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I think you're so right about reading her in "small doses." I've only read three of her many books, but I've loved each one them. It's funny that you post about this interesting essay today, as I just ran across this magazine article about her hometown:

I haven't read the entire article yet, but I have looked at the pictures, and they're kind of great.


Last week I finished Beasts by Joyce Carol Oates. It made me feel uneasy, quite a disturbing book which took time to digest as well as fade. Didnot feel like reading anything for a few days to be honest. I think she is a terrific author, yet one I will not return to very soon.


I've only ever read a few Oates essays (not this one) and even though I have a few of her novels on my shelf I've not read them yet. I think I must make more of an effort but plan to only read in small doses as you suggest.

Dorothy W.

I've only read one Oates story (her most famous one, I think -- "Where Are You Going, Where Have You Been," and this essay, although, again, I don't remember it. I liked what I read, but I'm not much interested in reading more -- I think her particular kind of darkness doesn't really appeal to me. Small doses is a good idea!


Maire--I have that Smithsonian--thanks for the reminder. I saw that article and want to read it as well--perfect timing really. And she's an interesting read but heavy duty for me anyway.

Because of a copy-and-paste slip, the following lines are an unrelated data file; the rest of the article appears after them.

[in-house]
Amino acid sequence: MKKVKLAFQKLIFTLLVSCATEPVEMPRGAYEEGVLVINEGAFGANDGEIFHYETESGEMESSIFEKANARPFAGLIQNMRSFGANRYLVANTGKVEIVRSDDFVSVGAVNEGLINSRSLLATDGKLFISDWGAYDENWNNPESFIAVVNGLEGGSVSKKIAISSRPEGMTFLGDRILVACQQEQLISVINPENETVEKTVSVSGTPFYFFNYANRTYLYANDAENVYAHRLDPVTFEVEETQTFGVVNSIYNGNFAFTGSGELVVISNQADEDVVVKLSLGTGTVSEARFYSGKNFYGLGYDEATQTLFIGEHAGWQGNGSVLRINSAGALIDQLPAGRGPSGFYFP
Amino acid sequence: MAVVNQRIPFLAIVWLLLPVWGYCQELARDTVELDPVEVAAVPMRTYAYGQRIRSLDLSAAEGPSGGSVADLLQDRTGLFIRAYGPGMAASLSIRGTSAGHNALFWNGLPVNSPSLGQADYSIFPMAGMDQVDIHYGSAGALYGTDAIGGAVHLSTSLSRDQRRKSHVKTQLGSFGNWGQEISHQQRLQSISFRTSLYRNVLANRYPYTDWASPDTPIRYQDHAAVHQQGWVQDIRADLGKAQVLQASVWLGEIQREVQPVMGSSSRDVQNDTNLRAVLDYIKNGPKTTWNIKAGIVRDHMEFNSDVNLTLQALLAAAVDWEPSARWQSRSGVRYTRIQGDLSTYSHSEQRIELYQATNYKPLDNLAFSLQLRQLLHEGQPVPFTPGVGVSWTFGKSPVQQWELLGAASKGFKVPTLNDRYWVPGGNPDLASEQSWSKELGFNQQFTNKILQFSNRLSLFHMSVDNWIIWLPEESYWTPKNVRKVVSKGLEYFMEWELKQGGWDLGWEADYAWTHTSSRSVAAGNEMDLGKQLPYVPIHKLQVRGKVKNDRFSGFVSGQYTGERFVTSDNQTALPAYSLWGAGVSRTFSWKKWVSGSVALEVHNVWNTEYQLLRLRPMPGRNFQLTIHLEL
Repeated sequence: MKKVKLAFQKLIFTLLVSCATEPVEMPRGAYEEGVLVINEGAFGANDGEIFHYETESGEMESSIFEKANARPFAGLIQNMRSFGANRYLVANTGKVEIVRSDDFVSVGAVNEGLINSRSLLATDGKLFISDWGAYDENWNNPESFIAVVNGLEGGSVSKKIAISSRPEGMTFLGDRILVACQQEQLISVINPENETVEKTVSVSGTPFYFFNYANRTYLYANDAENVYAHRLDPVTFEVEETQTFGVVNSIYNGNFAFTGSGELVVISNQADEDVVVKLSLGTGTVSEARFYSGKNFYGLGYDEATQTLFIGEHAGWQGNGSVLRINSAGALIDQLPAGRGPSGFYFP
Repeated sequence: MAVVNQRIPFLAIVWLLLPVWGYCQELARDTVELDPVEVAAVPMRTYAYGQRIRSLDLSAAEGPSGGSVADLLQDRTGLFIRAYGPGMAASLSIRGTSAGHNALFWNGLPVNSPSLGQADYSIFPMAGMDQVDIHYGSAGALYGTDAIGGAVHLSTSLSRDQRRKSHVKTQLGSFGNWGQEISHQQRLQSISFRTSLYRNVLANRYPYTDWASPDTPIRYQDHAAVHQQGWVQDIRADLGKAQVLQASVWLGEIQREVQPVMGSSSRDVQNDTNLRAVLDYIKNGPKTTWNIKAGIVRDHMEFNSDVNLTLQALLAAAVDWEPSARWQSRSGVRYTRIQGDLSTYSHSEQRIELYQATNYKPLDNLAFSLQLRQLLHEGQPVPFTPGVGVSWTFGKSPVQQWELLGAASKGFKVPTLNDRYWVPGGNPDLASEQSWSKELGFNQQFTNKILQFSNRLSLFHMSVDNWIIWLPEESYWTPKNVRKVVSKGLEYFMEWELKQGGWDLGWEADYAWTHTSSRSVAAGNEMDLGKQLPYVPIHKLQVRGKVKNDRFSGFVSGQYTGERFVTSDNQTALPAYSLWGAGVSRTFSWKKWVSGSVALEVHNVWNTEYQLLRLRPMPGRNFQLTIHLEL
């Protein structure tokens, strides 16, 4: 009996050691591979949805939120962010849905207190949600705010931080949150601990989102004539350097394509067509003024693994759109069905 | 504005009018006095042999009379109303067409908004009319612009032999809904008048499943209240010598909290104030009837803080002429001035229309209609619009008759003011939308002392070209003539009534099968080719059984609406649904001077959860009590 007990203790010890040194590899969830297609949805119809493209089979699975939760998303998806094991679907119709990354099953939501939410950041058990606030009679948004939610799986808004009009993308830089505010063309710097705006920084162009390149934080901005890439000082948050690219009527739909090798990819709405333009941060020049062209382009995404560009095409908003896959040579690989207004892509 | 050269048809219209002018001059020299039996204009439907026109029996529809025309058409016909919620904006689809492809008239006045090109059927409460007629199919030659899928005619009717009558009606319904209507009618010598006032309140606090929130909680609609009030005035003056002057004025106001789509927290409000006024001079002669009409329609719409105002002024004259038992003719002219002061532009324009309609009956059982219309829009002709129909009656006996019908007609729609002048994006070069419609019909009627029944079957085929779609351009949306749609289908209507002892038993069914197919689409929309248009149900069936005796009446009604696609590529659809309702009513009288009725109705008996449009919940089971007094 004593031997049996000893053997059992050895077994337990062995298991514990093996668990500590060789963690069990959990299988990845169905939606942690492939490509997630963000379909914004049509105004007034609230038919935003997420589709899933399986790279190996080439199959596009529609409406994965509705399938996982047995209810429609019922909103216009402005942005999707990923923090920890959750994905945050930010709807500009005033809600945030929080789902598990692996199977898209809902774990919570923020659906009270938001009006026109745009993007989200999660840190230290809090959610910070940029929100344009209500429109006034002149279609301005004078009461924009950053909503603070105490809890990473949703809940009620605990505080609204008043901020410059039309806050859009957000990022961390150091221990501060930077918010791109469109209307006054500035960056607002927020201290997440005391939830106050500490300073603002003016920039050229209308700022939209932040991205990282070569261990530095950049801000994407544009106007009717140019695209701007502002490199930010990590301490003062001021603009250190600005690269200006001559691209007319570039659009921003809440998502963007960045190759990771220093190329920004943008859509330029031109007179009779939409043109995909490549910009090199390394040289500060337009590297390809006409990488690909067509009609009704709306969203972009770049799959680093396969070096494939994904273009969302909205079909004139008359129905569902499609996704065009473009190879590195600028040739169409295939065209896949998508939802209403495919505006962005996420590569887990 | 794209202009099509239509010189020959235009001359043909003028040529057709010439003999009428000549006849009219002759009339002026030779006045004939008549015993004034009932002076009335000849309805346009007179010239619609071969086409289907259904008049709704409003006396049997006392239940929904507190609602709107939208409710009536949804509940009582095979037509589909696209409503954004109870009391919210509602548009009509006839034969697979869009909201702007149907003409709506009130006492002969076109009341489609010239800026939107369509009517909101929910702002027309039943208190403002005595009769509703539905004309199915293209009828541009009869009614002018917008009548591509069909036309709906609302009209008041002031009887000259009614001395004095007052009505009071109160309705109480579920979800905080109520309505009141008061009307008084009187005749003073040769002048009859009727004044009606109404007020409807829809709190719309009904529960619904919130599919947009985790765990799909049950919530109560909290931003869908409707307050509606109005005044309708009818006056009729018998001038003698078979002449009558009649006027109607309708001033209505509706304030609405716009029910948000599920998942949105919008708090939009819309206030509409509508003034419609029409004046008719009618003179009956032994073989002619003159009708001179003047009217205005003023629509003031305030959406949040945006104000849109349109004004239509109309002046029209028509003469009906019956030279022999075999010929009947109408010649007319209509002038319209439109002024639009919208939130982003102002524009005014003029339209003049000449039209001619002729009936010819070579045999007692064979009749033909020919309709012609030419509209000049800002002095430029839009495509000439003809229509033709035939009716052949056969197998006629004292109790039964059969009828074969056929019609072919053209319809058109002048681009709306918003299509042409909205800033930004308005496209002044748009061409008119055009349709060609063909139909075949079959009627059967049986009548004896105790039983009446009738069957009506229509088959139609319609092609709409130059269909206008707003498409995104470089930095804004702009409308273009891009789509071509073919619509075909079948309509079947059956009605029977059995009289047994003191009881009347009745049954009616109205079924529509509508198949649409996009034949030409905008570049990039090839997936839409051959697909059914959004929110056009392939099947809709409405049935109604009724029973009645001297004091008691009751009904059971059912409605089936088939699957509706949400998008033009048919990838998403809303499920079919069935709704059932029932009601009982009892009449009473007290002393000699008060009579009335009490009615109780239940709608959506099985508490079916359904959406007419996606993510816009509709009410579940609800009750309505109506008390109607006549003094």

Catharina--I read that one a couple of years ago and felt the same way! It was disturbing and you can't get the images out of your mind even though the story wasn't exactly violent. She's got a real talent for creating a really creepy atmosphere, but it's almost the idea of things. There's something menacing about her stories that makes you want to look over your shoulder! I like her as well, but need to space out what I read by her.
Stefanie--She's a very good writer--I think you'd like her, but a little can go a long way!
Dorothy--I read that one as well and still recall the uneasy feel of it. She is very dark, and she can do it with an economy of words really, which is somehow almost scarier. There are some books I'd like to read that I think aren't quite so dark, but I'm not sure when I'll get to them!


Your review perfectly captures how I feel about JCO. I do like what she does - well, I admire it, and think she's unique - but I can only take it in small doses and when I'm feeling strong! Whatever she writes comes with a ferocious emotional punch, and it's hard to hold her stories away from you in an analytical manner (at least, I find).


This story sounds wonderful. Joyce Carol Oates I do find hard to read - you have to be in the right mood, and have patience, in my experience, but she's worth it in the end. In small doses, though, definitely, as you say!


Litlove--I have several other JCO novels on my shelves but I am saving them for the right moment. At least her short stories and essays are not major undertakings, but she still manages to throw you for a loop even in a few pages!
Rachel--I think you're right! I've enjoyed/appreciated what I've read by her, but they were things I really wanted to read at the time. She's definitely worth the effort!


I have one question?

What kind of economic and social situation do Oates’ descriptions reflect?

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